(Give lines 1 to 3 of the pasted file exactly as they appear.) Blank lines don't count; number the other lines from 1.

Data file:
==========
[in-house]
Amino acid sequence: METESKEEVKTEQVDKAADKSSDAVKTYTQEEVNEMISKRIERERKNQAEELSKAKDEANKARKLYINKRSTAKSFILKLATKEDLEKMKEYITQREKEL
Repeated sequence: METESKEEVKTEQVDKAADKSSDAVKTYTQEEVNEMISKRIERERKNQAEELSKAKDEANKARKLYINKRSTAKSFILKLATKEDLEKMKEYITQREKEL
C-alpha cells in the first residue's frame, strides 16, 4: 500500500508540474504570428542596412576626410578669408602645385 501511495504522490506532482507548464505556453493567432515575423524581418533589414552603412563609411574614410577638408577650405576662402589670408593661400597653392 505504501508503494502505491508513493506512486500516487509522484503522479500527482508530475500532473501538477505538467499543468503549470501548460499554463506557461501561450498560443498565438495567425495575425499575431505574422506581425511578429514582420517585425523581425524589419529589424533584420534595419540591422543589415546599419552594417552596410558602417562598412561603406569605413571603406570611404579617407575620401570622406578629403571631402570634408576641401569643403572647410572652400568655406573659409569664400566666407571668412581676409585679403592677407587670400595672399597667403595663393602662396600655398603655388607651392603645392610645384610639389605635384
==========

[in-house]
Amino acid sequence: METESKEEVKTEQVDKAADKSSDAVKTYTQEEVNEMISKRIERERKNQAEELSKAKDEANKARKLYINKRSTAKSFILKLATKEDLEKMKEYITQREKEL
Repeated sequence: METESKEEVKTEQVDKAADKSSDAVKTYTQEEVNEMISKRIERERKNQAEELSKAKDEANKARKLYINKRSTAKSFILKLATKEDLEKMKEYITQREKEL